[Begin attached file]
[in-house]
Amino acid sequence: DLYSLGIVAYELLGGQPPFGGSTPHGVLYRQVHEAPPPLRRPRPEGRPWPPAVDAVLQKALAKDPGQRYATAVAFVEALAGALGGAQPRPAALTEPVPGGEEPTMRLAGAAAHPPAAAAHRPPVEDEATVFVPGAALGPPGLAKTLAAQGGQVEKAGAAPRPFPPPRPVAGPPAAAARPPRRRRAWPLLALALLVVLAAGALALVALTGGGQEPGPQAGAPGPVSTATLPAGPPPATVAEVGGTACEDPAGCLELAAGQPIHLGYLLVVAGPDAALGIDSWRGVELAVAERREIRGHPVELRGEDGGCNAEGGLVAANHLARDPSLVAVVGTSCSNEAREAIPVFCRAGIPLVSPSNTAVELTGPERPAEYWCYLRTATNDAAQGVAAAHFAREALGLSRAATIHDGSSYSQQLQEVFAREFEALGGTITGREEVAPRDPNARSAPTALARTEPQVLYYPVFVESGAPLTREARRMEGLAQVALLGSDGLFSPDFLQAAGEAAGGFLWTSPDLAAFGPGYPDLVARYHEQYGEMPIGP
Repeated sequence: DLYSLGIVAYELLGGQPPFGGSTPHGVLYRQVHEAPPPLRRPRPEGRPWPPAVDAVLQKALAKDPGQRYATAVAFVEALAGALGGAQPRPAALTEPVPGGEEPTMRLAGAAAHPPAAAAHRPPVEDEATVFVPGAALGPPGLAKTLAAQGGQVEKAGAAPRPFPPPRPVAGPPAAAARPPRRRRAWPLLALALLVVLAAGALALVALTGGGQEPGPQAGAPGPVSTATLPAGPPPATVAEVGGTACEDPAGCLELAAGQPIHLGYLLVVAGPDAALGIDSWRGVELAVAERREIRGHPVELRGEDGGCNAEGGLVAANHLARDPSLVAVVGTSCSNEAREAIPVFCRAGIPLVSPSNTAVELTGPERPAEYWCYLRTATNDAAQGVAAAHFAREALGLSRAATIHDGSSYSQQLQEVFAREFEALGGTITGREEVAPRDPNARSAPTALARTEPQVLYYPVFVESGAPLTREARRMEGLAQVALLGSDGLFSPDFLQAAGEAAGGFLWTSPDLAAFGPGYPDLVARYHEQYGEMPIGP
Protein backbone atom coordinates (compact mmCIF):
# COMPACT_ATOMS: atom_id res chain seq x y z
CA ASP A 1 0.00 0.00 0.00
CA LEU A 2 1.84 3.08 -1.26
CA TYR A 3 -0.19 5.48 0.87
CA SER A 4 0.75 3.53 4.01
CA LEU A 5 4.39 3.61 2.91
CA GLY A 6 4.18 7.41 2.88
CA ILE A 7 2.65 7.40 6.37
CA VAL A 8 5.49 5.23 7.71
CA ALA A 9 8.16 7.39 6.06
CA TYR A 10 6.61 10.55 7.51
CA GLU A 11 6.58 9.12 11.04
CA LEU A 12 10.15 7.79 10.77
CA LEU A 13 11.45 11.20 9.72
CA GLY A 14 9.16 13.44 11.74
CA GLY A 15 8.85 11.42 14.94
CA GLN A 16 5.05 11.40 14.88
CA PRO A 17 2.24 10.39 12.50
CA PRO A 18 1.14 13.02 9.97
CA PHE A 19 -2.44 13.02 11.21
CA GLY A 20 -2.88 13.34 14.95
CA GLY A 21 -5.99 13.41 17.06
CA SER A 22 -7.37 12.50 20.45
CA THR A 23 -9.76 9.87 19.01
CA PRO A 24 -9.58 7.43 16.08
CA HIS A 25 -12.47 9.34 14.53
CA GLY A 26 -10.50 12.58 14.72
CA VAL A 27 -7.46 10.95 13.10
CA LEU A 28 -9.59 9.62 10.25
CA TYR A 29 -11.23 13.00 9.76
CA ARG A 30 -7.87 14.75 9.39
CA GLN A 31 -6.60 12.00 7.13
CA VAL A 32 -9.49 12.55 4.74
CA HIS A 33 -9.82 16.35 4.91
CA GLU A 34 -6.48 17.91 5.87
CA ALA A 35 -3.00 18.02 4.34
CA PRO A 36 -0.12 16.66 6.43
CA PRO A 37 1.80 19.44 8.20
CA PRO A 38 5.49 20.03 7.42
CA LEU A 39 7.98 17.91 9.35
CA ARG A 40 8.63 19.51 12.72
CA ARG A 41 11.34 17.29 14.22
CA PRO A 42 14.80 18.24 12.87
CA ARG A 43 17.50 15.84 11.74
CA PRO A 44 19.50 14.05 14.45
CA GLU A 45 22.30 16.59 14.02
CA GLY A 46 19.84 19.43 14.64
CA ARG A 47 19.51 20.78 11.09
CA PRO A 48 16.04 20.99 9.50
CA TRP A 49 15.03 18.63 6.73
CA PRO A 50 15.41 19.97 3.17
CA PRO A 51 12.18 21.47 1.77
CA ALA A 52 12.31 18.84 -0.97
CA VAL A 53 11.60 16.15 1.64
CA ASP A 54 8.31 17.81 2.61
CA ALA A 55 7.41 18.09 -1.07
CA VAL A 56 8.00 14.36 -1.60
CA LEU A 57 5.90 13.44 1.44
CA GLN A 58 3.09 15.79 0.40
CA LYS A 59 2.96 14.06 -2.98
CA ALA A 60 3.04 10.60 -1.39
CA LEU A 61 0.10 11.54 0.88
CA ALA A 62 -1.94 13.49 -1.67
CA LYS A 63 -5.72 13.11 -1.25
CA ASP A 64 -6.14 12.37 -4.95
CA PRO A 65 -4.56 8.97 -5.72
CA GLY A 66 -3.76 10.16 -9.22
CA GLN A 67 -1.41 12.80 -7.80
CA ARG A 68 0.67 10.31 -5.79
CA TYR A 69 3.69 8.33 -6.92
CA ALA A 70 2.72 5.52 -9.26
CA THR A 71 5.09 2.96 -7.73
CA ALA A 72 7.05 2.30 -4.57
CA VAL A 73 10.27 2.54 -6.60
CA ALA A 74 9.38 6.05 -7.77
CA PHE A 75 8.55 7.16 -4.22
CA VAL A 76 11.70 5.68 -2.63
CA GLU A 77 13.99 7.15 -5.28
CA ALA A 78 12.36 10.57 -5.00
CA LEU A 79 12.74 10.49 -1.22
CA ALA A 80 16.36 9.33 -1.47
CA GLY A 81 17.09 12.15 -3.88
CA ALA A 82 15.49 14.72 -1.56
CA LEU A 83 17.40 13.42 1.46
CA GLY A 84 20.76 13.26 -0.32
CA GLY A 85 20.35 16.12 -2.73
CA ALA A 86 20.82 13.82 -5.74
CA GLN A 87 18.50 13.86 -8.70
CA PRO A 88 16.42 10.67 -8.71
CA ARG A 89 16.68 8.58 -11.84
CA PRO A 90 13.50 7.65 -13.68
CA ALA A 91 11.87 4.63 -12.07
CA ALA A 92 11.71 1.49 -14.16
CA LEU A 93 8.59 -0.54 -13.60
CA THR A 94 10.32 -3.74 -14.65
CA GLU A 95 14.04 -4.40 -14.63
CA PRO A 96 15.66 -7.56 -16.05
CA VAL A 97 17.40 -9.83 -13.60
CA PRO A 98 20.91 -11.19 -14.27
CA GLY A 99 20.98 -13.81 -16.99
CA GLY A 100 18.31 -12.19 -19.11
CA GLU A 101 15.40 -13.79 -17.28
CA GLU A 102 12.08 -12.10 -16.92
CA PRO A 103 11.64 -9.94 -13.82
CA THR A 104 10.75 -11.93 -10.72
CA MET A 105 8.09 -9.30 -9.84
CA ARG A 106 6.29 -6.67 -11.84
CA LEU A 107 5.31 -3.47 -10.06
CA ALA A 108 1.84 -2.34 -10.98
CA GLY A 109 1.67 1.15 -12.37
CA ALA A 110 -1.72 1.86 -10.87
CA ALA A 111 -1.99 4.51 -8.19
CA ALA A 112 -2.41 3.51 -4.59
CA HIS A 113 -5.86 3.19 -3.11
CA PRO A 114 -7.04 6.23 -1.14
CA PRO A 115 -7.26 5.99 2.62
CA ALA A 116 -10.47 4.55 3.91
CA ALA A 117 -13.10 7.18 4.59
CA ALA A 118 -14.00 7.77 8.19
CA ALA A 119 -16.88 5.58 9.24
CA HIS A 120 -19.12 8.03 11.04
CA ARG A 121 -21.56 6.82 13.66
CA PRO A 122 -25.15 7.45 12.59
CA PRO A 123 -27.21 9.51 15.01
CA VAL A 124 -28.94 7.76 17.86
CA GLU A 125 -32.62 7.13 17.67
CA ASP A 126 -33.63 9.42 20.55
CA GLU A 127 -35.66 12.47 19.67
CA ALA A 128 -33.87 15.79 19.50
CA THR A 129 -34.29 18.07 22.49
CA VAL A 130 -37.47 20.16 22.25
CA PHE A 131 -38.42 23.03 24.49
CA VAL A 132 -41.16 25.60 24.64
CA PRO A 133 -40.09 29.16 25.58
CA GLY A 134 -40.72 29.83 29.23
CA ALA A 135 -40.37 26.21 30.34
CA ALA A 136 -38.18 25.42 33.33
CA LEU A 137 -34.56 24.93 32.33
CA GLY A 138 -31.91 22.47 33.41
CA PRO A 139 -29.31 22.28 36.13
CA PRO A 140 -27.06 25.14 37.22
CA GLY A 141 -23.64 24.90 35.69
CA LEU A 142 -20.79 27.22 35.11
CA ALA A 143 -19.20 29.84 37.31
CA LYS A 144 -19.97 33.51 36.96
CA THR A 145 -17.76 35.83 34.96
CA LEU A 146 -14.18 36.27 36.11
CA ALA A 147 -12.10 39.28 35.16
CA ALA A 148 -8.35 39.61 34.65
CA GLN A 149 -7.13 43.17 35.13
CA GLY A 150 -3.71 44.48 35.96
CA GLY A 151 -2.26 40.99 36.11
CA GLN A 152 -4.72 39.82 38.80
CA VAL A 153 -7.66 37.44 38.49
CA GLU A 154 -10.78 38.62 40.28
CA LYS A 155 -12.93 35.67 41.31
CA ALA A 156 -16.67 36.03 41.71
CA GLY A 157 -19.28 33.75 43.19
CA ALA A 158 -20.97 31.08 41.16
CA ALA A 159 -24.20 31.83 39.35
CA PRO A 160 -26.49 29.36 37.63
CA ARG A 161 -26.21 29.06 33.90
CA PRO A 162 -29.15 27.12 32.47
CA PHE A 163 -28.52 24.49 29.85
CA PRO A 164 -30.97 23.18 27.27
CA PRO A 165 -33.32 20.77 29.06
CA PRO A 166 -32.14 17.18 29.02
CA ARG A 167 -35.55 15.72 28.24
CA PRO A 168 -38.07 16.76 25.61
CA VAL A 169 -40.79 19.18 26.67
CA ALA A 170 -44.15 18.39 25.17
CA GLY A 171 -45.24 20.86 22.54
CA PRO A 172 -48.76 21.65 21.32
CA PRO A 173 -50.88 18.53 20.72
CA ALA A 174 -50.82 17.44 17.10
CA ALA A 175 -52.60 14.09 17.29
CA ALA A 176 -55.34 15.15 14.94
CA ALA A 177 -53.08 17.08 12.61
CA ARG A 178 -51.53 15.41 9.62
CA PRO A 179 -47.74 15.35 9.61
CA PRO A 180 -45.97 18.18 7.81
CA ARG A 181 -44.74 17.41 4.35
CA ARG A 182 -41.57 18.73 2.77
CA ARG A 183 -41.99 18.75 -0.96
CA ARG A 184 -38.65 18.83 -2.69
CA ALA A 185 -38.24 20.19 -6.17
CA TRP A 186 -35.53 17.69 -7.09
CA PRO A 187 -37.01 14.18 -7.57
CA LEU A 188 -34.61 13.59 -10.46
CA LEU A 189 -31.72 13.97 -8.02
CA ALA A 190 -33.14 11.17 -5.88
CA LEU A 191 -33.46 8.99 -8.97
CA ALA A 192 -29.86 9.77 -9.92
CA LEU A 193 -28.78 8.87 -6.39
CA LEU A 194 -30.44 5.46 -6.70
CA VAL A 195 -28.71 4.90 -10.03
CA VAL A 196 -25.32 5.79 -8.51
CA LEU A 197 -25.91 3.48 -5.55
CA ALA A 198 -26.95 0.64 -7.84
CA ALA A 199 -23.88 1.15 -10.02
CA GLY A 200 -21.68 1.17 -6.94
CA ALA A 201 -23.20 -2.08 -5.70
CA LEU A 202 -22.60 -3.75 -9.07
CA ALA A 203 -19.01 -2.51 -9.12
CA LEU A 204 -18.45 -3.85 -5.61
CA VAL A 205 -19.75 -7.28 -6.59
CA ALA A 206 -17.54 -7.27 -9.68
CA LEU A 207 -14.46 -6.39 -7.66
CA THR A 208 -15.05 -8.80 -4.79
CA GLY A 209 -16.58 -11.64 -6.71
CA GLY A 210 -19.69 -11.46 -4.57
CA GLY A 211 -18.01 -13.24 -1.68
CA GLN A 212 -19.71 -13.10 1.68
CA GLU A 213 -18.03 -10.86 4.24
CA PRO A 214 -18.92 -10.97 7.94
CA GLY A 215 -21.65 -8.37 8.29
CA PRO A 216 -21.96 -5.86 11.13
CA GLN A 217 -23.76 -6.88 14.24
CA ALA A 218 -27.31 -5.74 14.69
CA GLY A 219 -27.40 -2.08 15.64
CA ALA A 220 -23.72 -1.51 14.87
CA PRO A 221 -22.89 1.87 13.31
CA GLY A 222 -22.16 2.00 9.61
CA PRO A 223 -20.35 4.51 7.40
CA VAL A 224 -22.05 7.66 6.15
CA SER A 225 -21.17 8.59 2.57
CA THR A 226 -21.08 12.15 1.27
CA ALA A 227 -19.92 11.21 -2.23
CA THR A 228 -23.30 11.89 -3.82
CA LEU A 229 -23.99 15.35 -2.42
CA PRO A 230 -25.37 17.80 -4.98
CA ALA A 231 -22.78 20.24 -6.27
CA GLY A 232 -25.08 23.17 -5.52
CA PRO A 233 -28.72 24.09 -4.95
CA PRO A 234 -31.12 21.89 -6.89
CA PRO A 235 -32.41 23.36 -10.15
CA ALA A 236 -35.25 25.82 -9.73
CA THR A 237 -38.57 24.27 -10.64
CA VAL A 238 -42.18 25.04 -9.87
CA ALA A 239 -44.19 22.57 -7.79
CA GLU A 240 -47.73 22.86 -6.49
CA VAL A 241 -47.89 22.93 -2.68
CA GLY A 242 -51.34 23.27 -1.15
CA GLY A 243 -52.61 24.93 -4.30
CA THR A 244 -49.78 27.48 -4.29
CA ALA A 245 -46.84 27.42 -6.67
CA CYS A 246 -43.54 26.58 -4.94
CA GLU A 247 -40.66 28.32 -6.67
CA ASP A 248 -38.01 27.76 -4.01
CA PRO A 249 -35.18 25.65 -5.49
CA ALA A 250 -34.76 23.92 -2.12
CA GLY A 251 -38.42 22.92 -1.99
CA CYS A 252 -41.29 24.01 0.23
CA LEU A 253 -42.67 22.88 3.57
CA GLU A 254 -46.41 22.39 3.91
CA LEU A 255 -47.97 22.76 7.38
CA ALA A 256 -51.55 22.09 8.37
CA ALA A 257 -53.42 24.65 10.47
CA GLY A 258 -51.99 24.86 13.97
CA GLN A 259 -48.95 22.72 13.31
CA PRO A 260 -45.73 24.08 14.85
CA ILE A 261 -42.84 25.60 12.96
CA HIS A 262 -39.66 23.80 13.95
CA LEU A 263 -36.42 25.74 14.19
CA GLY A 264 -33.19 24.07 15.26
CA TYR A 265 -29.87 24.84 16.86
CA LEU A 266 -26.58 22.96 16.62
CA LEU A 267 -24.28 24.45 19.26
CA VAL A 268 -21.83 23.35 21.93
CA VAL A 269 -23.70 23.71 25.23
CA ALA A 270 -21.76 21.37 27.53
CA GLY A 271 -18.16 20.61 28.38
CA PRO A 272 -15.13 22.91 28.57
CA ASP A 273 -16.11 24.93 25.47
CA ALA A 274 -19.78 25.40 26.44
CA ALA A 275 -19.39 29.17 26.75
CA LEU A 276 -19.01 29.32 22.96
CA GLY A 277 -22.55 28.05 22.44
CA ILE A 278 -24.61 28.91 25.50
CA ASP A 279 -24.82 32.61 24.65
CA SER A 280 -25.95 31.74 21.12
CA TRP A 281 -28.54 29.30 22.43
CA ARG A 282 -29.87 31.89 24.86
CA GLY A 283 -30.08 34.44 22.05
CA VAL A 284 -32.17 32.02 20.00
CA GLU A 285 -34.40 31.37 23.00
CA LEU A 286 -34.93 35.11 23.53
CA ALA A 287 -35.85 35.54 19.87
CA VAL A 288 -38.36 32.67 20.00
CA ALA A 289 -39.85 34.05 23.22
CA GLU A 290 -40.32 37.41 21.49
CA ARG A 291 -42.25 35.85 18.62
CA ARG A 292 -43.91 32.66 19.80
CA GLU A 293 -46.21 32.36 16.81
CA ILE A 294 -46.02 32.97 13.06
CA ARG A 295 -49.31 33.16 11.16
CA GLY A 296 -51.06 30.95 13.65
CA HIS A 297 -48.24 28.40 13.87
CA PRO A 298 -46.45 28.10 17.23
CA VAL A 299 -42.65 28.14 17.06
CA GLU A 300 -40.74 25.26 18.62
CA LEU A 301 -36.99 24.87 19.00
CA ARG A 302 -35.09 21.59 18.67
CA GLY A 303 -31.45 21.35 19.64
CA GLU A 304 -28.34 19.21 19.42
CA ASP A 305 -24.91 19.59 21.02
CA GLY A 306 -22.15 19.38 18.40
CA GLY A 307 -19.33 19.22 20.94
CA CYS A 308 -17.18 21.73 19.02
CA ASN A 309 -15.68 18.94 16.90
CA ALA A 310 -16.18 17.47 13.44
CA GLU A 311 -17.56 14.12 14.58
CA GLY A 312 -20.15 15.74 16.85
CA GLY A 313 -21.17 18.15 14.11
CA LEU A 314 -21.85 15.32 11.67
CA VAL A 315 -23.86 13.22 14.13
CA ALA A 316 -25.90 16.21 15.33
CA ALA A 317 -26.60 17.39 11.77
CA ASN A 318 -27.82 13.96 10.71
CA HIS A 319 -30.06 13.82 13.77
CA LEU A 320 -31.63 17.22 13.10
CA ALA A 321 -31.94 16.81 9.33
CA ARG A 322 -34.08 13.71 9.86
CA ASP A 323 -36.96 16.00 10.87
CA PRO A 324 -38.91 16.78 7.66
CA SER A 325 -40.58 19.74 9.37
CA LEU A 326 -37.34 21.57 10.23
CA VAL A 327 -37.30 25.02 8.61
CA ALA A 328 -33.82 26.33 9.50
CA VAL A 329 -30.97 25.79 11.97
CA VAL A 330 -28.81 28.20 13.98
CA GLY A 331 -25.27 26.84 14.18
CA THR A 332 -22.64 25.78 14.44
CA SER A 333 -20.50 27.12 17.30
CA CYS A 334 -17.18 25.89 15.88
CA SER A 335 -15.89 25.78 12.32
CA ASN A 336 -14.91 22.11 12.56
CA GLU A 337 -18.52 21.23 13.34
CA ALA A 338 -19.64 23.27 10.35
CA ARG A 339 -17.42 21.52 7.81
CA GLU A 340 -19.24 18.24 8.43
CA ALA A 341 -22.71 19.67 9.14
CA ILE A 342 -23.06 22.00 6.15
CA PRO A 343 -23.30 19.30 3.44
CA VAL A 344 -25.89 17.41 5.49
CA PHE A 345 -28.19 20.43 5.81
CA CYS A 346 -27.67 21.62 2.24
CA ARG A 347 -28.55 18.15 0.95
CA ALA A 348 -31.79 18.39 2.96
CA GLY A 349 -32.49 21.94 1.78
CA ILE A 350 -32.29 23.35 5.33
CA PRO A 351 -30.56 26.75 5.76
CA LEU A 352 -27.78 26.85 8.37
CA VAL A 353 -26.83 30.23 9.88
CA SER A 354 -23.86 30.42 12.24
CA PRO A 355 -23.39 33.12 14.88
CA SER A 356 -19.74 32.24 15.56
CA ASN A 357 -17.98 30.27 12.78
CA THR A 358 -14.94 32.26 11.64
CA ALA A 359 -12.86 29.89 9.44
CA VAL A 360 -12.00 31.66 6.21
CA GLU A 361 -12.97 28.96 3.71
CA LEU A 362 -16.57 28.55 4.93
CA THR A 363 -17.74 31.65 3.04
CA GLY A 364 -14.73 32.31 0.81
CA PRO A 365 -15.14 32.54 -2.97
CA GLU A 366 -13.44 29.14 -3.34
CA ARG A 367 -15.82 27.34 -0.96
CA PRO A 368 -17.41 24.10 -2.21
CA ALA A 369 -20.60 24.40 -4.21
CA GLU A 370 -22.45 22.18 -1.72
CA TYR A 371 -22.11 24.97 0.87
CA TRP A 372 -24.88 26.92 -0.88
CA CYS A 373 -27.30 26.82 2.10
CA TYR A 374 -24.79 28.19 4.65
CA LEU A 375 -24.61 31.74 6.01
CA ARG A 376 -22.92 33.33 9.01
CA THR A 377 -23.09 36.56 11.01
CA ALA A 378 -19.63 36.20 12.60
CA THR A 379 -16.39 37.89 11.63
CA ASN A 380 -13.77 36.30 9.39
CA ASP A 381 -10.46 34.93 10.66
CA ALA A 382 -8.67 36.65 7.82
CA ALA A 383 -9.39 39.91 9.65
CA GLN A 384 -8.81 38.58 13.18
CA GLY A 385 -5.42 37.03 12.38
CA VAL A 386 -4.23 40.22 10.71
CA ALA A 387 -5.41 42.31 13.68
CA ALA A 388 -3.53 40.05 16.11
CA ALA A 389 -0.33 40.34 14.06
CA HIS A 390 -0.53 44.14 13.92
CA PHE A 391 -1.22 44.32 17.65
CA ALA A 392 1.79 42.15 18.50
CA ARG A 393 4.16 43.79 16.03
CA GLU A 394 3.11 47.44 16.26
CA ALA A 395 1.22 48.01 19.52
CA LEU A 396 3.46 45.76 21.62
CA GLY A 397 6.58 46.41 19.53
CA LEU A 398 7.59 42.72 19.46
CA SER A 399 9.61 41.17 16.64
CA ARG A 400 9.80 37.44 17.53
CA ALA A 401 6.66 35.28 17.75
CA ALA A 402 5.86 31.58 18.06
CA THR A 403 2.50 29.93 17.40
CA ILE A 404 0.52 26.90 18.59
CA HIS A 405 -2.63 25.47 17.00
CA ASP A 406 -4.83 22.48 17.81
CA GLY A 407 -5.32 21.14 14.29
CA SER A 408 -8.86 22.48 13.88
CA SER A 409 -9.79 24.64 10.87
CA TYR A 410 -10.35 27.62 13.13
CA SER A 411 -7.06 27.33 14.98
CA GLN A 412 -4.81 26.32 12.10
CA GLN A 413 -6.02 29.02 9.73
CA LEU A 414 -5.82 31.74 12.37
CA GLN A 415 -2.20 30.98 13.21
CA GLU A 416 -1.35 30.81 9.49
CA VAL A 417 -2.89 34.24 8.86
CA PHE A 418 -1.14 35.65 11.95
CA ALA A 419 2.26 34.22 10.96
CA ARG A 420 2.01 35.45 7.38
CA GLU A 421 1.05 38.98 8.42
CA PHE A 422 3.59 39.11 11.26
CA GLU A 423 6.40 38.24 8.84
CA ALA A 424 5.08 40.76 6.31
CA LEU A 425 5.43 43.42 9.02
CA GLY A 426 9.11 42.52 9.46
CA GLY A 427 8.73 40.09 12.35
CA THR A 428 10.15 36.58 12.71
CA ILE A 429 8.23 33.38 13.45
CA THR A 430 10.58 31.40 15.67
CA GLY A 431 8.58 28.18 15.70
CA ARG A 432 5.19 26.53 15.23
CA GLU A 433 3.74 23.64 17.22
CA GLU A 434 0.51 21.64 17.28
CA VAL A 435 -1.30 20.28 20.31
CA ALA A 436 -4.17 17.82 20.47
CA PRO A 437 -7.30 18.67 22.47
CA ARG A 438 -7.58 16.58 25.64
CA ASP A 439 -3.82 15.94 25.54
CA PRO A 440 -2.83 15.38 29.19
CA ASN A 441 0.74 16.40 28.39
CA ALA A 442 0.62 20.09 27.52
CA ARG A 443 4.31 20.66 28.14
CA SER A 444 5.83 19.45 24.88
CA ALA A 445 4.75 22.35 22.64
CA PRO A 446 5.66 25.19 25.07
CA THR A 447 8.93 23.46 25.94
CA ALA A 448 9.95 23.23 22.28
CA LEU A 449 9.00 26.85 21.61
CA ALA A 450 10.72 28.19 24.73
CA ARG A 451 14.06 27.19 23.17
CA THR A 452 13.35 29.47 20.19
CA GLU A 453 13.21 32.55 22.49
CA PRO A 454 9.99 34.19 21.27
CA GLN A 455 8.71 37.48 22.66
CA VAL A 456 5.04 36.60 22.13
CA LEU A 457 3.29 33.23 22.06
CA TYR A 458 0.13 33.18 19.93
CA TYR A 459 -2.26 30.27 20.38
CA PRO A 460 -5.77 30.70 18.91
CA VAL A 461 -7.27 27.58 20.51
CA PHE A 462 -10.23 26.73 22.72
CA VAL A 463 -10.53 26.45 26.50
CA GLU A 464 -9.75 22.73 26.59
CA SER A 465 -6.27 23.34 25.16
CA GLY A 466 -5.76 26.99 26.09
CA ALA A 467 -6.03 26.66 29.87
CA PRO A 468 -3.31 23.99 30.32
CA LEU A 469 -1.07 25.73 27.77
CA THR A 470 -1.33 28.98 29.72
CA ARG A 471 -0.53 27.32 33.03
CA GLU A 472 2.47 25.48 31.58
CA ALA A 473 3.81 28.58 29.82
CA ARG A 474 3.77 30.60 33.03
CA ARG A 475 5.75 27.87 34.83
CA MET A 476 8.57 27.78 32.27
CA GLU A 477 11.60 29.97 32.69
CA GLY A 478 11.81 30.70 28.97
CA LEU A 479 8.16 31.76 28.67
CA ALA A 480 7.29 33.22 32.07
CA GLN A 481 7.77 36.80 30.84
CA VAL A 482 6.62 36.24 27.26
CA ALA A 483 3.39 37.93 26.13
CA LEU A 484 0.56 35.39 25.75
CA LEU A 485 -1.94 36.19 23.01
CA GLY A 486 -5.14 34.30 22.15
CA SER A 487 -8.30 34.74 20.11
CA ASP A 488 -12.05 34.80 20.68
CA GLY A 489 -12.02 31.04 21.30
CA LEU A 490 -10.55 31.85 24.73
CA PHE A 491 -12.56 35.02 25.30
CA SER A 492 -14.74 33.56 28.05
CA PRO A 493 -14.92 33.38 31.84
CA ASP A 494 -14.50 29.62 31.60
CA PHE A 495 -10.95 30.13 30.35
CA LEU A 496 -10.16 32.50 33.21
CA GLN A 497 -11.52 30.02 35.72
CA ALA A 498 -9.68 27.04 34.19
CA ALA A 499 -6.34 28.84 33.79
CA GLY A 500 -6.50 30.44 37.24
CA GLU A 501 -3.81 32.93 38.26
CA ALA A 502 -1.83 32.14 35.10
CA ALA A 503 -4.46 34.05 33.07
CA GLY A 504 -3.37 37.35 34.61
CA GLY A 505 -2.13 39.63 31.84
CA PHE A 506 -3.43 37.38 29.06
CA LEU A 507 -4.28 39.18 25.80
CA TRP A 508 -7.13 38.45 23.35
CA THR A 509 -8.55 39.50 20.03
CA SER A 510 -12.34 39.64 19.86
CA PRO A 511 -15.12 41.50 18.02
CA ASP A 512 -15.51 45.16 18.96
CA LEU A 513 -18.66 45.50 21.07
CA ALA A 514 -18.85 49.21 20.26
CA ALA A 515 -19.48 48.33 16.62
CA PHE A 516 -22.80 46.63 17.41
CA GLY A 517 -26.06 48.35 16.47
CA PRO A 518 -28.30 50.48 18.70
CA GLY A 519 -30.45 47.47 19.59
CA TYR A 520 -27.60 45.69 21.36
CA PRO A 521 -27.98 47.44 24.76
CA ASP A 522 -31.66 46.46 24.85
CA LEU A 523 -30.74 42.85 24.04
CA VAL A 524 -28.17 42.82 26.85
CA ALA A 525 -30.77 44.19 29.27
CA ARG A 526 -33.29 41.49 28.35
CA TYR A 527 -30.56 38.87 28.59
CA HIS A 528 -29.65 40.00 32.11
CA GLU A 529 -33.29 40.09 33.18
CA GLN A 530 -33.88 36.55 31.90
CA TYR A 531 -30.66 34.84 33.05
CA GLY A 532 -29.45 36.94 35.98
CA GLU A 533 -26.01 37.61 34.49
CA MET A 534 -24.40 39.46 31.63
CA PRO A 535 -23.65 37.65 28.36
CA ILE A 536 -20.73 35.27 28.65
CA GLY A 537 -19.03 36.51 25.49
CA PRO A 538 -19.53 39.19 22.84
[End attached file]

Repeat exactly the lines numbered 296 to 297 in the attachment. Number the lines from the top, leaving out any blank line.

CA ARG A 291 -42.25 35.85 18.62
CA ARG A 292 -43.91 32.66 19.80